In the face of Pandora, satellite, MP3 players, etc., in the dash, broadcast radio continues to dominate the choices for information and entertainment in the car, according to the new national survey from Arbitron, Edison Research, and Scarborough Research. “The Road Ahead: Media and Entertainment in the Car,” conducted in July, looks at consumer usage of 16 different in-car media and entertainment choices. The study, revealed at The NAB-RAB Radio Show in Chicago, also weighs consumer interest telematics technology, which enables a variety of applications that share data between the vehicle and information and entertainment networks.
* AM/FM radio continues to be the top choice for in-car media and entertainment, with 84% of all drivers or passengers reporting use of AM/FM radio in-car — compared to the next highest device, the CD player, at 68%.
* When share of time spent while driving is measured, AM/FM radio dominates with nearly two-thirds of all ‘in-car time’ (64%). The CD player is in second place at 21%; all other devices combined make up 15%.
* While various digital options such as satellite radio and connecting one’s iPod to the car system remain rather small, they are growing and very well-loved by those who use them.
* In-car AM/FM radio usage is strongest in the key buying demos it has long targeted, reaching nearly 90% of adults age 25 to 54.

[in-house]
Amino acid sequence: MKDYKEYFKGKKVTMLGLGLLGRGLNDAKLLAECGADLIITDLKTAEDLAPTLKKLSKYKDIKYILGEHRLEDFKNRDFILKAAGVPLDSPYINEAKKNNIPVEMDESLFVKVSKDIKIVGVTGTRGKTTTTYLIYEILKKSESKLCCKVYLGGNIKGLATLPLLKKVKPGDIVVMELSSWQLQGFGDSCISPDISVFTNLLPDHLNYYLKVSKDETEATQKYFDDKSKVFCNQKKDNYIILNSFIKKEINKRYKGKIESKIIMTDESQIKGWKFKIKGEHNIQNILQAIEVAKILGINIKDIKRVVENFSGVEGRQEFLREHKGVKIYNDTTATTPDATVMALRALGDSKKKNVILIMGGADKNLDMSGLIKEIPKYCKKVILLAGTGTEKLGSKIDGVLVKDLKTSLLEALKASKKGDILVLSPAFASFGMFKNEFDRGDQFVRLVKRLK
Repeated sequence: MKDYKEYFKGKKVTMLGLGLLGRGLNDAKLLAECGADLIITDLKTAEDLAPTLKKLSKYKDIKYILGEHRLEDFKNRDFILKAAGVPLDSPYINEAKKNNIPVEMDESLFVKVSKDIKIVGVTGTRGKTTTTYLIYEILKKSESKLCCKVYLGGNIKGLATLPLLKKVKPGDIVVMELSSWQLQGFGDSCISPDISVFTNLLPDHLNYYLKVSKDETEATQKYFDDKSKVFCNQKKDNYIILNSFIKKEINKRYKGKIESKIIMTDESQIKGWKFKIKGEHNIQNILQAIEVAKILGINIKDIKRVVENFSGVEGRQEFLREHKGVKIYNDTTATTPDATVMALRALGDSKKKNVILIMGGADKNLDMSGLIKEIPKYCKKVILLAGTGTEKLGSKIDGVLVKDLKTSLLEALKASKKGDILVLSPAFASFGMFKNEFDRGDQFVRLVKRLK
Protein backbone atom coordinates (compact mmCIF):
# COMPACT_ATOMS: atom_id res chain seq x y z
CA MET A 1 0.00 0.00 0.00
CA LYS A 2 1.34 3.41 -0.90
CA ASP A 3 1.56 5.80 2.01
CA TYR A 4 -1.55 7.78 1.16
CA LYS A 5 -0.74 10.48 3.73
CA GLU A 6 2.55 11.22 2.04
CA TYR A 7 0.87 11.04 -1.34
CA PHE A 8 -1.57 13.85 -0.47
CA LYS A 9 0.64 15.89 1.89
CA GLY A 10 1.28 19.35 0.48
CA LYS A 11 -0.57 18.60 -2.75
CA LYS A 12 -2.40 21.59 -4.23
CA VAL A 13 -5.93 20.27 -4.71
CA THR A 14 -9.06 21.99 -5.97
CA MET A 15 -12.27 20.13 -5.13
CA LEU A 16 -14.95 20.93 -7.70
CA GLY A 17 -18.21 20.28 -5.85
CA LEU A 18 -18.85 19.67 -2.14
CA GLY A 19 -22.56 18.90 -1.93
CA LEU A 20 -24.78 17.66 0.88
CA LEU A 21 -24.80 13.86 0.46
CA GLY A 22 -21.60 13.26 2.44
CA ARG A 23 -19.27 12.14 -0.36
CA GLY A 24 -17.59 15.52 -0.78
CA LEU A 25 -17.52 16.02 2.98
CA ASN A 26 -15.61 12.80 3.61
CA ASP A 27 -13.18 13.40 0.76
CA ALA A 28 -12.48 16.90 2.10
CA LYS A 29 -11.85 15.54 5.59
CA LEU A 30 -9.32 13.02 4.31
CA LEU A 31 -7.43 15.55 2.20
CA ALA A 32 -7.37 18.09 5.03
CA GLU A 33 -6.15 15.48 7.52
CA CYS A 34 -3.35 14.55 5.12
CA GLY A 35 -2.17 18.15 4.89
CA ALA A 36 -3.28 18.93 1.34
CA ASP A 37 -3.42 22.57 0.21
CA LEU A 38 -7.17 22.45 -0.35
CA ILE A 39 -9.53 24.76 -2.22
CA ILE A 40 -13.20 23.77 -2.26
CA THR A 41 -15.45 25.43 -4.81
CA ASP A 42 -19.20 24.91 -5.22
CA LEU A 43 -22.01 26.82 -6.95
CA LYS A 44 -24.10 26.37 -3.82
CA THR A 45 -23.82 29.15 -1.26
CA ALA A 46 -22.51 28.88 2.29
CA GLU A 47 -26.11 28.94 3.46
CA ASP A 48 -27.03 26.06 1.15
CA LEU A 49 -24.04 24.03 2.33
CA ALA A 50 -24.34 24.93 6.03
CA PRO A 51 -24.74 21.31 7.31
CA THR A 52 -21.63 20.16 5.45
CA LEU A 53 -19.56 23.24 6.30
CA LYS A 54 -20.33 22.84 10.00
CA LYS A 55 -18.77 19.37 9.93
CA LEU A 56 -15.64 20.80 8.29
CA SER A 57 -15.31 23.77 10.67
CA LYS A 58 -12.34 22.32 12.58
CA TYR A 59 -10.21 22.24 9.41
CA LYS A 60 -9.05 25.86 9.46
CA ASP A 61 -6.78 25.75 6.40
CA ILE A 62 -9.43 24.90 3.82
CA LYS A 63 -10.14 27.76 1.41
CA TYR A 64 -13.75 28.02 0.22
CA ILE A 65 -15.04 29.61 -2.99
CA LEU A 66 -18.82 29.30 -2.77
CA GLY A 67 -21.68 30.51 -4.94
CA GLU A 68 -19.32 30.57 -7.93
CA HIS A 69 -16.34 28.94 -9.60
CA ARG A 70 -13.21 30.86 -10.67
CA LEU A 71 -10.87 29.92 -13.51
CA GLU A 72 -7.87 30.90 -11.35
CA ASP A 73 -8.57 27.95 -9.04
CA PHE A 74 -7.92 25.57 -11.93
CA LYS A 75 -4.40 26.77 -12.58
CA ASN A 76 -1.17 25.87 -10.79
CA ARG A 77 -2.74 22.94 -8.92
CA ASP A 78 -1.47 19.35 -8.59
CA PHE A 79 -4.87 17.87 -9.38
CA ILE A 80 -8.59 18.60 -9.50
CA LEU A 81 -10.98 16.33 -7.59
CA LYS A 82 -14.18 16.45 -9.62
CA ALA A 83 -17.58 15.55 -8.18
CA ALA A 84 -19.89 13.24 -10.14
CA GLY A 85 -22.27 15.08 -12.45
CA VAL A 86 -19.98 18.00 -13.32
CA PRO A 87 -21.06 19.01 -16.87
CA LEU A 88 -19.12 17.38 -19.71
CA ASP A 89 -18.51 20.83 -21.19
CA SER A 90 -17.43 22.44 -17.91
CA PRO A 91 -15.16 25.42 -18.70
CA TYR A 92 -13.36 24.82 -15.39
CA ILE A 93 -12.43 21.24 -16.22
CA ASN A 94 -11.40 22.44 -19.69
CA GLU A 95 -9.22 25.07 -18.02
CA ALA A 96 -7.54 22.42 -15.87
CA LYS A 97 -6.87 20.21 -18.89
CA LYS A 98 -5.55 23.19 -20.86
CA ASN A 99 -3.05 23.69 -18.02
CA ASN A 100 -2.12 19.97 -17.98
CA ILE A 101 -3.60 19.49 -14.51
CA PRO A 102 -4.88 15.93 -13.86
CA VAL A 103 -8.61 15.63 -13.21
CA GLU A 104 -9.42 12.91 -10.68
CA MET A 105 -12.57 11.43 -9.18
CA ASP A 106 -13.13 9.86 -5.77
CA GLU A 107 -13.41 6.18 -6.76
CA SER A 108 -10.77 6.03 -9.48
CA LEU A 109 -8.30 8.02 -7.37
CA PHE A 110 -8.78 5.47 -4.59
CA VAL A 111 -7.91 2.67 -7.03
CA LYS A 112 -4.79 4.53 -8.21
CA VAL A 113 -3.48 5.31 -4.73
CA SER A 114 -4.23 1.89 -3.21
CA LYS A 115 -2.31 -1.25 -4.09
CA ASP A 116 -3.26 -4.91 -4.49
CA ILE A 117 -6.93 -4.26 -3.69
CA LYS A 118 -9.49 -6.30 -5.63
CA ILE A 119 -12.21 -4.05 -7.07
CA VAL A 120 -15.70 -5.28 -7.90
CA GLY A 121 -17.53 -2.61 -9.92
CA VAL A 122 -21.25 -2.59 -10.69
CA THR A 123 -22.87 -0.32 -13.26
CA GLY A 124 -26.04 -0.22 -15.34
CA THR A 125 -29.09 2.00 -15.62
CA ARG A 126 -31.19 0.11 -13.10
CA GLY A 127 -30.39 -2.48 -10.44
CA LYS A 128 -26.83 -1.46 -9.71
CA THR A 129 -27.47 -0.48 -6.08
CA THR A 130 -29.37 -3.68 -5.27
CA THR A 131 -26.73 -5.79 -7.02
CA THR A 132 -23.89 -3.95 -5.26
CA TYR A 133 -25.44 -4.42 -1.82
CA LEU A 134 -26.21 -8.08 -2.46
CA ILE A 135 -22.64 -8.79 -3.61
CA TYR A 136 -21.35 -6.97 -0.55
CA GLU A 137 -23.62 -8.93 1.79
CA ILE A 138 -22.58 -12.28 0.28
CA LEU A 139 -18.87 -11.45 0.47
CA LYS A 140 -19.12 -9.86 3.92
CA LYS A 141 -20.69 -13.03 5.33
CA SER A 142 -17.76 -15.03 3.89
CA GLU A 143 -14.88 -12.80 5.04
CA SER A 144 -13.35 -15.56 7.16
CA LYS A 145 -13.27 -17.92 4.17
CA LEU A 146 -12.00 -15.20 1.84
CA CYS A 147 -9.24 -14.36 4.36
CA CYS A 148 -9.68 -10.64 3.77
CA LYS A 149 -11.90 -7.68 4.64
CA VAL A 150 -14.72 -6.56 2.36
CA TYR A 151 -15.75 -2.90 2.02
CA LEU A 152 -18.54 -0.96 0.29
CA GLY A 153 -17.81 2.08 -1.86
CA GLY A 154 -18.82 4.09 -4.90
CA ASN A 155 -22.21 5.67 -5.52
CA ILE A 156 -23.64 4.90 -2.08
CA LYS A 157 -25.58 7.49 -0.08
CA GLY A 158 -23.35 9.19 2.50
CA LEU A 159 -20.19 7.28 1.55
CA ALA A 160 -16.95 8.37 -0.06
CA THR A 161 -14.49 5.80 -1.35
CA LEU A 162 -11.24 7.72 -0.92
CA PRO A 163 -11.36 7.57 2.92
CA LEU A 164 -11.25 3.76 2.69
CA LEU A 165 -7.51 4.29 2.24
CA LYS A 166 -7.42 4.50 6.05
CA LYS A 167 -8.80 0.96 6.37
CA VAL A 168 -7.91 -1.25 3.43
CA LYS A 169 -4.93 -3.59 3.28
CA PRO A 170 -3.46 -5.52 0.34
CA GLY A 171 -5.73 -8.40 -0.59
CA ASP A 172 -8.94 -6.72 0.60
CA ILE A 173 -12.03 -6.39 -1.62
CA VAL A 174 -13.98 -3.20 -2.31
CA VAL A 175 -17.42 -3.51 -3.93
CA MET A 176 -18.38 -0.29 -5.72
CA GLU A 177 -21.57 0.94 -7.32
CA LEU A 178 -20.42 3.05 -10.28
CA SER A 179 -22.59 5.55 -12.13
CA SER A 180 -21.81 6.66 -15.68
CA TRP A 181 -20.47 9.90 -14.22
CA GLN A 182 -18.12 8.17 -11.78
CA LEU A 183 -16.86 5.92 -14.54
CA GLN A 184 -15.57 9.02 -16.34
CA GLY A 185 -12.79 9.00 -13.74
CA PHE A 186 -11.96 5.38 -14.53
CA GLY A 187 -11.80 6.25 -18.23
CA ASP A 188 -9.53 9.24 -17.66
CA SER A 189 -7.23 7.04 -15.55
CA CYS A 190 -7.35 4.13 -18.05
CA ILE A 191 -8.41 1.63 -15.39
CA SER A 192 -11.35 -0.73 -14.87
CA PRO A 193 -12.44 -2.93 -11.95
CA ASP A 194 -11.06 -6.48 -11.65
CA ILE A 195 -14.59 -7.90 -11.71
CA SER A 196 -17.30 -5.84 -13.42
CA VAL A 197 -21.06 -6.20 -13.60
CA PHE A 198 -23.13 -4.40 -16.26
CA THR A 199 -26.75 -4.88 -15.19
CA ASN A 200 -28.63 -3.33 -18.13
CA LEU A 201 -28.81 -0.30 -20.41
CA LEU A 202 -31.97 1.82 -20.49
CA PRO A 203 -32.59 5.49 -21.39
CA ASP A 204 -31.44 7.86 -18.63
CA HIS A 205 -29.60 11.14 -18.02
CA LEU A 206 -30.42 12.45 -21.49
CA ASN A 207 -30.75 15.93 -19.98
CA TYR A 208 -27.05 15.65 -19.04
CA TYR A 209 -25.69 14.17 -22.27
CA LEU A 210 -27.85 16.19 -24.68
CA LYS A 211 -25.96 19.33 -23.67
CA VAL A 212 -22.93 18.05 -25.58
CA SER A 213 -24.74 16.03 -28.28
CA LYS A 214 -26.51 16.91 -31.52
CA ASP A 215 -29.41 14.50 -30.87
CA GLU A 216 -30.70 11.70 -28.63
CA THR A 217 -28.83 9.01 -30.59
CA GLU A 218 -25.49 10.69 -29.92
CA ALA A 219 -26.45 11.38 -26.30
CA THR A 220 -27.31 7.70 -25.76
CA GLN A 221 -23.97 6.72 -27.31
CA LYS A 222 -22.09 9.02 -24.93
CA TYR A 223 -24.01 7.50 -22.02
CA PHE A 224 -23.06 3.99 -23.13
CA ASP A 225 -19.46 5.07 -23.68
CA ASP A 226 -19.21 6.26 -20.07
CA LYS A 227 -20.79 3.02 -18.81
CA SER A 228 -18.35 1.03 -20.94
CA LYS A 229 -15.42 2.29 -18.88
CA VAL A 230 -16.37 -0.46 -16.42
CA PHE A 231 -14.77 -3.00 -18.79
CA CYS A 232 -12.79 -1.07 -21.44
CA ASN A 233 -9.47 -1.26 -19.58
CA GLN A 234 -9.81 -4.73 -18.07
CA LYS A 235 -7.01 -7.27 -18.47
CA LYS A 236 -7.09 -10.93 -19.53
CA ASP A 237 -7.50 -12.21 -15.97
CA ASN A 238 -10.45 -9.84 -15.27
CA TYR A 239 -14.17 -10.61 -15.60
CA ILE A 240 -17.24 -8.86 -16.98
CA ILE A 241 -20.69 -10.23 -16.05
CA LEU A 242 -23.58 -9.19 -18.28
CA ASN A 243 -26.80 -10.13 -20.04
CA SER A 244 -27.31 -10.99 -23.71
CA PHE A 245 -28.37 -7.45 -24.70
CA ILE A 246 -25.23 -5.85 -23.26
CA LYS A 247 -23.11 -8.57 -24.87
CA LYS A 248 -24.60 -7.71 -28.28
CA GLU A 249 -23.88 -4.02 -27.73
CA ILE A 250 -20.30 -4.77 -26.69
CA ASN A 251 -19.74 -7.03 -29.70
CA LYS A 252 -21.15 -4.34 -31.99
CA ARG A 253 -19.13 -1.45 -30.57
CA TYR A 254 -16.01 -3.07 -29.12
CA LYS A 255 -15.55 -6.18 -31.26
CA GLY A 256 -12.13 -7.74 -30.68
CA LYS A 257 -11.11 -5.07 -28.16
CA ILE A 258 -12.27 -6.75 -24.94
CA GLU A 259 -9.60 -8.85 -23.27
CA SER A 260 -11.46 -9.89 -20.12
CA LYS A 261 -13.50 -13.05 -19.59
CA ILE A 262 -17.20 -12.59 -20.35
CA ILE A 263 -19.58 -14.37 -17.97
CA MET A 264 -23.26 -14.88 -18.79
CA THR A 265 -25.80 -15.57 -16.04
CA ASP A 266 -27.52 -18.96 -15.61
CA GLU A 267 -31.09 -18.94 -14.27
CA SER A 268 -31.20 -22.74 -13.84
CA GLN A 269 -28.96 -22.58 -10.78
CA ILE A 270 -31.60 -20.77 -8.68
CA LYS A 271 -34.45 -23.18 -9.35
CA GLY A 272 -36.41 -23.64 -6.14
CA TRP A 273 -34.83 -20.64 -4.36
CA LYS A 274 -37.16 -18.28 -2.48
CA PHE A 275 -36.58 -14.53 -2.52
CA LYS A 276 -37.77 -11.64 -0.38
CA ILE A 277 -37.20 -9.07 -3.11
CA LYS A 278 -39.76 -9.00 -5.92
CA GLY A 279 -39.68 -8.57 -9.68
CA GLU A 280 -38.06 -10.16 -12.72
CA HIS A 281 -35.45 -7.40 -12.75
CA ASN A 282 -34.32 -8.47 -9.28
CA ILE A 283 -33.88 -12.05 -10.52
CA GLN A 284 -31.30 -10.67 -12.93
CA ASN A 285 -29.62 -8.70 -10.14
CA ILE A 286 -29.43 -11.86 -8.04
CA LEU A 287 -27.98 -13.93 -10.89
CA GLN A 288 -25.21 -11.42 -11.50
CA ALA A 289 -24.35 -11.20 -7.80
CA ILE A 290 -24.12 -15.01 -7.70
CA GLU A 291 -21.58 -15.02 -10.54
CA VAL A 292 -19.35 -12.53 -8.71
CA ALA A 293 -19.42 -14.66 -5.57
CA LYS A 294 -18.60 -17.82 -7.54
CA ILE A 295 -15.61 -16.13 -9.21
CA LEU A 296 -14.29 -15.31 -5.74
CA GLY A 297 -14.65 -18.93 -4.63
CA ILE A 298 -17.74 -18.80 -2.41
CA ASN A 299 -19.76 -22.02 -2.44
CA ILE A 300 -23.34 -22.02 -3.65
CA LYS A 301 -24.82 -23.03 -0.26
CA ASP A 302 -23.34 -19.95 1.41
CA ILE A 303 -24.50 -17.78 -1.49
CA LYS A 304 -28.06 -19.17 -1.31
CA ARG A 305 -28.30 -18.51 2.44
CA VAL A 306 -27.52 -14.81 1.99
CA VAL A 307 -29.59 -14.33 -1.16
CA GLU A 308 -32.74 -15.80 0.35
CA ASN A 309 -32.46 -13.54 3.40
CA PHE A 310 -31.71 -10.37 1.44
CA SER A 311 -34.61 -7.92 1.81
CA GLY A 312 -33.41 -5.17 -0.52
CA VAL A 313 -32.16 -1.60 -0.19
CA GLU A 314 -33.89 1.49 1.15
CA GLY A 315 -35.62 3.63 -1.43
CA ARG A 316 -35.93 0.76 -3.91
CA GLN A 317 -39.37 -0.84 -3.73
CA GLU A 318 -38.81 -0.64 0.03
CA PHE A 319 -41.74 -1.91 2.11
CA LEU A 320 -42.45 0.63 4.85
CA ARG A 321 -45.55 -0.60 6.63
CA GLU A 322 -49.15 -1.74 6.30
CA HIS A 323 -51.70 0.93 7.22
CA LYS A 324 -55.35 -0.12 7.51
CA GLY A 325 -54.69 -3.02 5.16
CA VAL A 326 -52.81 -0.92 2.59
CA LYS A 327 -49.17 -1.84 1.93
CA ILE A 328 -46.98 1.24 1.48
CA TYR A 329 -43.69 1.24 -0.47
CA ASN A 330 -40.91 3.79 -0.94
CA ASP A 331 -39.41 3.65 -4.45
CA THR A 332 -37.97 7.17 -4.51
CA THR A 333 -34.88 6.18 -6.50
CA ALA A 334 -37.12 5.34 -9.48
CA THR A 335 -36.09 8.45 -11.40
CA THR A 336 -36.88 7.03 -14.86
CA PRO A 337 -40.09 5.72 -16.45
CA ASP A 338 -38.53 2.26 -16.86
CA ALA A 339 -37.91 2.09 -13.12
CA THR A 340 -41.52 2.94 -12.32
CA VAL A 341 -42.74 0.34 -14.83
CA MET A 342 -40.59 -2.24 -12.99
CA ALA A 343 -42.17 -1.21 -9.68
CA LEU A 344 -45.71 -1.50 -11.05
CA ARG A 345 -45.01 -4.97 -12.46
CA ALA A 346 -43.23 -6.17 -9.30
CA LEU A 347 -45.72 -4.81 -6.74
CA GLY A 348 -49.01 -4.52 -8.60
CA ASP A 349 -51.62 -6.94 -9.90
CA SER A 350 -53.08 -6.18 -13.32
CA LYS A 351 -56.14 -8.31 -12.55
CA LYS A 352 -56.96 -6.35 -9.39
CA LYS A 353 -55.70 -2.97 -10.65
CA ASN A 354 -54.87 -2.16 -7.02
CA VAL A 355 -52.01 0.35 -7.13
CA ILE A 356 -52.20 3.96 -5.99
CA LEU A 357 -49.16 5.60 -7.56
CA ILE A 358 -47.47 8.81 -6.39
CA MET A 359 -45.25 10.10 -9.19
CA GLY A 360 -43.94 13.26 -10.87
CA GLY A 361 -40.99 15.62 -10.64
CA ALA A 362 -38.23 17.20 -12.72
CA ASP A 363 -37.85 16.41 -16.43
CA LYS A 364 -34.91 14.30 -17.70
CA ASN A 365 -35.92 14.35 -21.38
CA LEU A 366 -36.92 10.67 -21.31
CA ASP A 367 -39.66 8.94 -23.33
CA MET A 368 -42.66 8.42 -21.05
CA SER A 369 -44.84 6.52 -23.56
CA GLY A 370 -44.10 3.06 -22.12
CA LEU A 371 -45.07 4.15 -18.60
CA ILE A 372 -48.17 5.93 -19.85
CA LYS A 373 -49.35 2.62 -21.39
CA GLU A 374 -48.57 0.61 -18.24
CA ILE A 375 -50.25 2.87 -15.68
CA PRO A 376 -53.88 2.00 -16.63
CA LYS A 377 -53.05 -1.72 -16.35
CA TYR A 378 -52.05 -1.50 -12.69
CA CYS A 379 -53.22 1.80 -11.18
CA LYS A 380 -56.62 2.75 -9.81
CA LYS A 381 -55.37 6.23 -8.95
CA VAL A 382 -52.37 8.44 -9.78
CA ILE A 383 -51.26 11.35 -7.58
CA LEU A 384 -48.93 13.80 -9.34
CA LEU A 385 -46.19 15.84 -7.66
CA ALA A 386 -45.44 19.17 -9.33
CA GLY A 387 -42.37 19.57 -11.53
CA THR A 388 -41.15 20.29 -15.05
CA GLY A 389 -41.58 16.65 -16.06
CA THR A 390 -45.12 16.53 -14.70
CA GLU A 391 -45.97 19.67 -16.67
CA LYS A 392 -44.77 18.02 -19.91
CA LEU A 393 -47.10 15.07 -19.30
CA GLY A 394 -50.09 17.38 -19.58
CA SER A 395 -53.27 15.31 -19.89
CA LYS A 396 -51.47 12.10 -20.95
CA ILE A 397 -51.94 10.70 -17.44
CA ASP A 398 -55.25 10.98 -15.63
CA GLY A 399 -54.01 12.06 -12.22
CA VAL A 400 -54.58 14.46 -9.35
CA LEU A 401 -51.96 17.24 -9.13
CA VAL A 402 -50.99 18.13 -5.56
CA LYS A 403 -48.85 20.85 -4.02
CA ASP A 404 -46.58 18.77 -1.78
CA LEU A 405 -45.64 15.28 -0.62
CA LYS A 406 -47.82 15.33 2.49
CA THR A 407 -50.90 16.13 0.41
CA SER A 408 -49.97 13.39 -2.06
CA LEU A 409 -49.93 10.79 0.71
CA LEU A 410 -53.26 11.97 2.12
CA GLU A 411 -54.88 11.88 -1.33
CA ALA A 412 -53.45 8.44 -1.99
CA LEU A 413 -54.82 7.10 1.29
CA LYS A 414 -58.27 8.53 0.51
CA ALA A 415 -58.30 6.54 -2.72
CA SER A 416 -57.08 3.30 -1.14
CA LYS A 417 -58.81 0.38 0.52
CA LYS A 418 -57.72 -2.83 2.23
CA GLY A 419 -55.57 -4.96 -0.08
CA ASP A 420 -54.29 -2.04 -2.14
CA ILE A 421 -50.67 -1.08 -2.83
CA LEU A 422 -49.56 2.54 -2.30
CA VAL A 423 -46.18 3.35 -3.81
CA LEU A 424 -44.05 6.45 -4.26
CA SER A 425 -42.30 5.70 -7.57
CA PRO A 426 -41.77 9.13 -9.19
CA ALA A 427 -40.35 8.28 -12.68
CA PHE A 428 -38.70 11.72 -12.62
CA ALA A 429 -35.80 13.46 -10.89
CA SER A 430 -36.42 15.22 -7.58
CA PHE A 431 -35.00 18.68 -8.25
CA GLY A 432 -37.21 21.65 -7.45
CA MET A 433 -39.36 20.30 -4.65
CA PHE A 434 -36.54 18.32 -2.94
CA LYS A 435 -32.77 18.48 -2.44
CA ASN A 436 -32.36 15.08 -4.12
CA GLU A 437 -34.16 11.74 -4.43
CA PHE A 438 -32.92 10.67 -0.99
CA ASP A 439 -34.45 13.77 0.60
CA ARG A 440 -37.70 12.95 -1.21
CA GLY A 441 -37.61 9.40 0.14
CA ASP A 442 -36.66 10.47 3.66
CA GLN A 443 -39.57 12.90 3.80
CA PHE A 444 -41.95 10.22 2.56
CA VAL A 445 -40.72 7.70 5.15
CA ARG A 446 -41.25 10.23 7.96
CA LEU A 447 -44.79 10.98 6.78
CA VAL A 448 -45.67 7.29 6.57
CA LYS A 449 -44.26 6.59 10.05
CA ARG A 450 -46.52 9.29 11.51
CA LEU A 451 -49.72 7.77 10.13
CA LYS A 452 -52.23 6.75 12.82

* One in four (24%) persons age 18 and older have used their iPod/MP3 player to listen to audio in their car; more than half (55%) of 18-24s have done so.
6% of persons age 18 and older and one in five persons aged 18 to 24 (19%) have listened to Pandora on their cell phone in the car.
* There is a high level of interest in newly developed vehicle telematics. More than 60% say they are interested in accident response features, stolen vehicle recovery systems, parked vehicle tampering alerts, and remote car unlocking capability.
* There is also significant consumer interest in several in-car media applications: 41% are interested in pause, rewind and replay functionality for radio in-car and 40% are interested in built-in wireless internet for the car.
“We are at the dawn of another wave of in-car media and entertainment options,” said Larry Rosin, President, Edison Research. “In 2003 we looked at the in-car environment just as iPods, GPS, and satellite radio were starting and these devices have now become more widely used. Today telematics and other in-car media options are bringing new capabilities that have captured substantial interest among consumers.”
RBR-TVBR observation: We’re checking into it, but are a bit surprised that the report seemingly does not ask about, nor details anything about HD Radio multicast channels, Artist Experience or iTunes tagging. With all of the money broadcasters have spent on equipment and licensing for HD Radio, it would be nice to know how it resonates with listeners.